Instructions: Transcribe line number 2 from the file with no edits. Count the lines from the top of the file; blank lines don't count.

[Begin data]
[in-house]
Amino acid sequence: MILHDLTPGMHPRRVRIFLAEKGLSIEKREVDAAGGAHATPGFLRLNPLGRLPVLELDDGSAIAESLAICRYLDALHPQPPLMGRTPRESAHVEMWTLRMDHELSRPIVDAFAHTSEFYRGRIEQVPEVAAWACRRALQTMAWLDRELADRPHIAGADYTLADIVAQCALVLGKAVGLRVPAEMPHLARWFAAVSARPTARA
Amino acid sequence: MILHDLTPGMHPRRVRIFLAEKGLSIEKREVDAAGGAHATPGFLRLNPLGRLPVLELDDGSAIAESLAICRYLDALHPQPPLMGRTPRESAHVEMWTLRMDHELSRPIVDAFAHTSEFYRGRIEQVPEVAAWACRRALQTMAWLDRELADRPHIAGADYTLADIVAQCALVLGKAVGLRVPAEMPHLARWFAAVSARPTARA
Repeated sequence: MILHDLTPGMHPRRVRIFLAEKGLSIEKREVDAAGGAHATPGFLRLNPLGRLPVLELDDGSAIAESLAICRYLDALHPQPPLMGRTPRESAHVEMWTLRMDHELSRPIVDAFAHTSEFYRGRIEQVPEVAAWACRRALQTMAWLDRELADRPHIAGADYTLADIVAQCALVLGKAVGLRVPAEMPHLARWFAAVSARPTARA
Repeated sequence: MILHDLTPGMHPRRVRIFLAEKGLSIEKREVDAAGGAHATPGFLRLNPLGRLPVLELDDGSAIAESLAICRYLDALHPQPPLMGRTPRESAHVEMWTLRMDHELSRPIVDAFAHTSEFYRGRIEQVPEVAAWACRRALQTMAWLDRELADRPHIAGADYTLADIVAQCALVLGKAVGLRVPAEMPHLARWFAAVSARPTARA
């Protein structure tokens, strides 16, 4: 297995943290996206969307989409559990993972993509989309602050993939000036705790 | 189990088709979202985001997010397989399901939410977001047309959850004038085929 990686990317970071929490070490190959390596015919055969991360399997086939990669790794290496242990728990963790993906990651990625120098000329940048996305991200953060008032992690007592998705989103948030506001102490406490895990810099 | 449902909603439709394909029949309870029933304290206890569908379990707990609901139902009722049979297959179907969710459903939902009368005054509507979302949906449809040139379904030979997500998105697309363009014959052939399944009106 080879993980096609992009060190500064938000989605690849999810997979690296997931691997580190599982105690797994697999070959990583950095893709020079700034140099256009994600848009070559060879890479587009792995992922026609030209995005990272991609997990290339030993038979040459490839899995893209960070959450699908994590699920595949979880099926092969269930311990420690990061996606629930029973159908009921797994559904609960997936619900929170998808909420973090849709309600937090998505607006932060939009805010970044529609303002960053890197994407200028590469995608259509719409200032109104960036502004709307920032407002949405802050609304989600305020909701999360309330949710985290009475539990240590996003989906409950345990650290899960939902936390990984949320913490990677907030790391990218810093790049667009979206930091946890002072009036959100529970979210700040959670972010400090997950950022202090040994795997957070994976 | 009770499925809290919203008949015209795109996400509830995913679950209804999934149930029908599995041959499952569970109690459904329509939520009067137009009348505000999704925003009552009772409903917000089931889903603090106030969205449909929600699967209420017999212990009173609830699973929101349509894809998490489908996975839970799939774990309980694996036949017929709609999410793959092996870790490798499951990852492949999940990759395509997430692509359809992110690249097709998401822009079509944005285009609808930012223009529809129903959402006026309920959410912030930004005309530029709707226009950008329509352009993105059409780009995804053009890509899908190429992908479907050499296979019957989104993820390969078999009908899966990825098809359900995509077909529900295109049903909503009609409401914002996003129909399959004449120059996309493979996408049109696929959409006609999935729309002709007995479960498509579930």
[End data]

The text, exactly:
Amino acid sequence: MILHDLTPGMHPRRVRIFLAEKGLSIEKREVDAAGGAHATPGFLRLNPLGRLPVLELDDGSAIAESLAICRYLDALHPQPPLMGRTPRESAHVEMWTLRMDHELSRPIVDAFAHTSEFYRGRIEQVPEVAAWACRRALQTMAWLDRELADRPHIAGADYTLADIVAQCALVLGKAVGLRVPAEMPHLARWFAAVSARPTARA